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Best in Show
At Speed, the Food & Hospitality team believes that great creative thinking and industry knowledge comes from observation and strategic networking. I was recently fortunate enough to attend the 30th anniversary National Restaurateurs’ Dinner and it left me thinking how dining habits have changed over the past 30 years – and how that’s affected the way we communicate about what and where we eat.
Three key trends we’re watching closely are:
To balance the cost of overheads and increasing competition from at-home dining, restaurants and hotels are honing-in on the convenience and efficiency benefits they can offer to consumers, whether it be through kiosk-only outlets, chatbots that facilitate online reservations or drones that can deliver frozen yogurt to your doorstep.
One company doing this particularly well is Supper in London which combines restaurant-quality dining with the convenience of eating at home.
Chefs are tackling food waste head on. Much like the nose-to-tail approach taken with meat, they are looking at innovative ways to maximise the whole vegetable and how they can get creative with space to grow their own ingredients.
The recent WastED pop-up on the roof at Selfridges was a fantastic example of how restaurants can re-imagine by-products and create a menu of waste-based dishes.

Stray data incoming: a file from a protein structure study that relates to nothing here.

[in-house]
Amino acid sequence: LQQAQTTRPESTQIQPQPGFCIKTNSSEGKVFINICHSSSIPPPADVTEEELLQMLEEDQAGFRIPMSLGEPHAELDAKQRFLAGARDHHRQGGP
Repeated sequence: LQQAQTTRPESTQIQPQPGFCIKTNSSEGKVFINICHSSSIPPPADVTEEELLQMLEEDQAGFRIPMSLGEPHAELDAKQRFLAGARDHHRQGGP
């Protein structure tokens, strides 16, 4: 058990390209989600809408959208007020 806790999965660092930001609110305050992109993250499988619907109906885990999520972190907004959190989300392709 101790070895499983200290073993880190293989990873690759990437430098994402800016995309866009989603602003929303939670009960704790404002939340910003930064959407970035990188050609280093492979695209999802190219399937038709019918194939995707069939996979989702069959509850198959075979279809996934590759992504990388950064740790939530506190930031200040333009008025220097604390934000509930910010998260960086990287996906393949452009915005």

Driven by a sense of exploration or simply FOMO (fear of missing out), Brits today are on the hunt for new experiences. In turn, restaurants are offering novel, fun and memorable meals through pop-ups, entertainment-themed venues and “secret” offerings. It’s all about connecting with the Insta-everything generation. After all, according to research by Waitrose, one in five of us has shared a food photo in the last month.
To see this trend brought to life, check out the Edible Cinema and experience your favourite movies like never before!
The fast-paced nature of evolving food trends presents businesses with communication challenges and opportunities. Operators need to be open to the idea of consumer-centric trading, to constantly look for ways to innovate and to engage openly and honestly with their customers.
To do this to great effect, three things we would advise are:
+ Social listening and creative hijacking. Getting mindshare by being opportunistic with causes your customers care about will ensure your business is always front of mind, stands out from the competition and benefits from consumer brand loyalty. Think personalisation and originality.
+ Story sharing. Look for opportunities to partner with like-minded organisations to co-create a value proposition which will resonate with your consumers and take them on a journey with you.
+ Stop spinning. Don’t think of PR as a way to de-risk activity or put a positive spin on something. It’s our role to guide brands to do the right thing from the outset. At Speed, we’re all about being future-forward and ensuring our clients establish a proposition which is true to them and their customers. It’s what the authenticity movement is all about – so embrace it!